“I’m going to do this better,” brokers say when starting a new business, but that purpose can get lost in day-to-day operations. Is it time to bring it back?
NEW YORK – As the marketplace slows, it’s essential to pause and think about new strategies.
As the backbone for everything that comes next, a brokerage should identify its purpose and examine what can be changed or leveraged. Leaders need a clear view in order to help customers curb the stress and confusion associated with buying or selling a home. And, of course, that will help the bottom line through sales and in attracting referral clients.
To set or reestablish a brokerage’s purpose, leaders should articulate the company’s mission to help agents link their day-to-day work with a wider sense of that overall purpose.
Questions to ask include:
- What value does your company bring to the industry or the region?
- Why did you start your brokerage?
- What can you offer agents compared to competitors?
Alongside communicating the objective to agents, leaders should ask agents about their perspective on what they would like to achieve as individuals and teammates. Once the broader purpose is set, agents should understand how their work helps to achieve the loftier goals and expectations.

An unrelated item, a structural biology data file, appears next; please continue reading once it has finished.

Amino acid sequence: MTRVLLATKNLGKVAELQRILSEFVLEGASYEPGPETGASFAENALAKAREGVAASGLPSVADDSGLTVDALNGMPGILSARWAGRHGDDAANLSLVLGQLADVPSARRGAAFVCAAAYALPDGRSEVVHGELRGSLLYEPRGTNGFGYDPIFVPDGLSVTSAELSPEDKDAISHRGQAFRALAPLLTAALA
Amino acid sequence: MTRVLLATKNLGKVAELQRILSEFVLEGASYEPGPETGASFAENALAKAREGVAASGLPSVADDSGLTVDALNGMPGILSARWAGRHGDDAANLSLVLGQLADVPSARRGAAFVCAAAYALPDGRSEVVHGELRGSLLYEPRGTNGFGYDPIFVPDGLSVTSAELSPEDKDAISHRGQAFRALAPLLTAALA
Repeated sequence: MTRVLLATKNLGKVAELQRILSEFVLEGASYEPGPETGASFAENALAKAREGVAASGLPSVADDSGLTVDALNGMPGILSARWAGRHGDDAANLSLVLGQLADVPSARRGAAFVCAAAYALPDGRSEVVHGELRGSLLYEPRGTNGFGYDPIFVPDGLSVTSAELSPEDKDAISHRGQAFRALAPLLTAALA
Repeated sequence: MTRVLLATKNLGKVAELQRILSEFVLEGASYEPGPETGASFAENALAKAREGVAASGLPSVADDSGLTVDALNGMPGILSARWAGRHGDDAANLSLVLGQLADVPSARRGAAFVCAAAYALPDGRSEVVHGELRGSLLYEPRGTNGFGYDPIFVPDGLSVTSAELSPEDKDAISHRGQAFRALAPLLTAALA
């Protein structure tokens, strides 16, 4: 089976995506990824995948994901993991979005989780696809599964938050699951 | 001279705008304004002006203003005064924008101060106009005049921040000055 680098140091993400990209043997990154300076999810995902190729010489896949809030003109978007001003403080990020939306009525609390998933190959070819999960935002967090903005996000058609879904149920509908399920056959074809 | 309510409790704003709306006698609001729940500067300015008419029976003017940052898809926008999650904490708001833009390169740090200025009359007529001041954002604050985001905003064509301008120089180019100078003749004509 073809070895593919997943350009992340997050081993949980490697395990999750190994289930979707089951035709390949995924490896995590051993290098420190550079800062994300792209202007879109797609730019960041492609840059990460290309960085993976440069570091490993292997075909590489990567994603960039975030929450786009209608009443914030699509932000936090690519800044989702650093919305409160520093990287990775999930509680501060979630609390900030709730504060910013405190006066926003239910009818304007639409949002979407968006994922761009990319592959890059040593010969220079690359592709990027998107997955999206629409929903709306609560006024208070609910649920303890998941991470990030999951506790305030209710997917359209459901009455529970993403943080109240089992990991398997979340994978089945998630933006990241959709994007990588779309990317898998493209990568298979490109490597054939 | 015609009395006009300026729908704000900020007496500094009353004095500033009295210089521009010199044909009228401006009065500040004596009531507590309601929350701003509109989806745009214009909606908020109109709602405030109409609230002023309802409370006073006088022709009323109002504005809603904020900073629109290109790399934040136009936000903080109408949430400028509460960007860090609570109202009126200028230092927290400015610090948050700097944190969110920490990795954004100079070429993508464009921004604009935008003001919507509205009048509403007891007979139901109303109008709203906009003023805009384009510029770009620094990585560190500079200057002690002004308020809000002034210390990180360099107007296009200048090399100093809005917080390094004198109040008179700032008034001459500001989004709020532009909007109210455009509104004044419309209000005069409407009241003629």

Leaders should clearly define each agent’s contribution and purpose within the brokerage, and also illustrate how each individual’s work impacts everyone else. The brokerage is most effective when each individual agent understands how his or her efforts align with it. Regular check-ins should help to keep agents stay focused on the brokerage’s goals.
A defined purpose can be reflected in many ways – in a motto, a daily reminder, or a list of expectations and goals that leaders set for themselves and their agents.
A more defined purpose can translate into more energy in the office, which in turn benefits buyers and sellers.
Source: RISMedia (09/15/22) La Rue, Rich
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